McMaster-Bujold wrote a good novel, interesting characters one can care about and in the realm of the best book; The Curse of Chalion. This narrator's style is so annoying that it is hard to concentrate on the story. She ends each sentence as if it were a proclamation, or as if it were a question. When speaking as a character she was much better using normal acting skills to portray the character. This is the only narrator I have heard in about 100 Audible books that actively detracts from the book experience.
I agree ..I will run out into the dead of night to buy anything Lois writes. I have tried to listen to this a number of times and it is impossible to stick with it. Anything else she writes I can listen to over and over and over again and be delighted. 5 stars. Addicted to her writing. Never be bored and in fact happy to listen to them repeatedly. Chalion and Phalladin of Souls I could say were every bit as good as Miles ?? Certainly as good as. And I am sure Lois is glad to get a break and bring closure to Miles' Saga. But this is not good, but for all the winners she has hit out of the park, I will look the other way.
30 home runs and 1 stinker is not a bad record...
This I cannot get thru. The characters are unlikeable and boring. I do not like the reader.
Out of desperation for anything Lois writes I will try again...
"My First Bujold Disappointment"
Unlike every other Bujold book I have listened to, including Curse of Chalcion and Paladin of Souls, this one was not enjoyable. The main characters are not very likeable, the plot is impossibly complicated, and Bujold takes the longest possible route to describe the simplest things. This book could easily have been half as long, and almost nothing would have been lost.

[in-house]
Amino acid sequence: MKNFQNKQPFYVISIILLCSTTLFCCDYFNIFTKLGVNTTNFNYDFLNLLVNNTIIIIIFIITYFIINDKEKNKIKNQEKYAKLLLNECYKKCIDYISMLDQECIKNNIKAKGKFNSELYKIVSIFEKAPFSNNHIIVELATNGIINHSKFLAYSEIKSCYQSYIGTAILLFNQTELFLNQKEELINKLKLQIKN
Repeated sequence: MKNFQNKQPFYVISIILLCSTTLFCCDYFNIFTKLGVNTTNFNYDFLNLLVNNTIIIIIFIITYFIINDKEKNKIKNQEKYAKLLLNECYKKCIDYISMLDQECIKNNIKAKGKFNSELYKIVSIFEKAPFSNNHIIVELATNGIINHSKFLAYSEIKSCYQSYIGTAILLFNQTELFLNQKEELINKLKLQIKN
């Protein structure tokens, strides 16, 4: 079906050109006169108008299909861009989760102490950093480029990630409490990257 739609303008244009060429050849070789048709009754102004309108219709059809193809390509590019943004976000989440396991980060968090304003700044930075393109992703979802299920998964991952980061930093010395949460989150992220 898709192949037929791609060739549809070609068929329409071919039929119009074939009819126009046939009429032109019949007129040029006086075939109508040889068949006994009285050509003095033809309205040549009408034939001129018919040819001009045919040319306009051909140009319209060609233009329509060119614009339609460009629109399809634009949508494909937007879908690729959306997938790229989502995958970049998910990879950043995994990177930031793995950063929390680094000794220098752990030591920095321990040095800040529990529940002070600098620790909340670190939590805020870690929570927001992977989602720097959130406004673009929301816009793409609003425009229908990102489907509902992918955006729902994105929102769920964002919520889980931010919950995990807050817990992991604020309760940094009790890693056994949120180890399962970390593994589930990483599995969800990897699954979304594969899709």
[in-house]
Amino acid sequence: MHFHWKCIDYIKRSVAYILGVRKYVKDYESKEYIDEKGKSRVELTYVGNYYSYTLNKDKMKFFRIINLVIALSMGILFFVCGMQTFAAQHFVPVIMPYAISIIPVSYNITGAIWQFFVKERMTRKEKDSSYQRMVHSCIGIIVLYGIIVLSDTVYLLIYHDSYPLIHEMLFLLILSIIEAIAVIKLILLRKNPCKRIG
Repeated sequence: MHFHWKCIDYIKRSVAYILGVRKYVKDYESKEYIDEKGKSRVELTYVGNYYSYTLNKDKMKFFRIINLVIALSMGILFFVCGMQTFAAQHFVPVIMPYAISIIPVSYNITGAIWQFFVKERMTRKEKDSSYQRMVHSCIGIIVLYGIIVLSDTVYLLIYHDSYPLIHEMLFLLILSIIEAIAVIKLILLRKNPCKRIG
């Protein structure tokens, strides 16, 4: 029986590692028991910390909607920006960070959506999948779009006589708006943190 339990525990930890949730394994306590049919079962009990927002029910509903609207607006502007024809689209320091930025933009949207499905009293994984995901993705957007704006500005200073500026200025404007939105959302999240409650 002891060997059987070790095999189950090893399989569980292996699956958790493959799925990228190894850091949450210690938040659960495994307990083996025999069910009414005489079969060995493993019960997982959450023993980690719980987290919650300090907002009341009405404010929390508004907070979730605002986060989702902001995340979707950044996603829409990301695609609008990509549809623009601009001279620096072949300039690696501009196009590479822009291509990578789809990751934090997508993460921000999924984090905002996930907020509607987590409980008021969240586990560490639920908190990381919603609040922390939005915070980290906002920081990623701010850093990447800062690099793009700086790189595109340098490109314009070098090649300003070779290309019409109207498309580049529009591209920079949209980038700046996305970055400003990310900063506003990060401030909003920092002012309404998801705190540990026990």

I'm going back to Miles.
"Good, Not Great."
The Hallowed Hunt lacks something fundamental when compared to the other 2 books in this series. While the plot provided a neat frame for the story, it was plodding and lacked fire. What worked in the other Chalion books was the sense of a driving inner passion that made the outcomes unpredictable. There is plenty of danger in Hallowed Hunt, and yet this book did not keep me on the edge of my seat -- but played out rather pedantically.
Part of the problem for me may have been the reader. I enjoy Marguerite Gavin's work in the Hollows series, but her voice is so very distinctive that I found it a distraction. I think she did an admirable job here, but I didn't enjoy myself. The story moved too slowly to be exciting. Was that the reader's interpretation, or the book, I can't say. All I do know is that I wasn't really invested in the outcome as I should have been.
When I finished Paladin of Souls, I MISSED Ista! I wanted her story to go on! When I finished Curse of Chalion, the same was true of Cazaril. But with this effort, I really wouldn't mind if I never read about any of these characters again. The politics were boring, but how is is possible that a story about shape changers could be boring? I just wonder how I would feel if Lloyd James or Kate Reading had been the narrators of this book as well. I guess I'll never know.
"Like all of Bujold--very very human"
Unlike several readers, I found it very easy to identify with the leading character in this book. Bujold brings into her best characters the confusing ambiguity of intention and conviction which is an inescapable part of what we find when we look deeply into our own inner workings. And she manages to do it without neglecting the human capacity for sacrifice and nobility which can lead us to transcend our weaknesses at times.
The action in LMB's writing is always as much interior as overt, but she gives it a momentum which keeps me, who cannot abide plots which plod, entirely engaged and fascinated. I think it is because all of the strengths in her characters seem to rise out of apparent weaknesses. As a result she can weave them more and more deeply into what seem to be inextricable situations and still have rescue or redemption appear inevitable and truthful when it arrives.
I had no problem with this narrator. As a matter of fact, I actually delighted in the unusual resonance of her voice and her excellent phrasing and subtle, but almost always clear, character delineation.
Was this as good as the two books in this world setting which preceded it? Perhaps not quite, but that is holding Ms. Bujold to a very high standard indeed.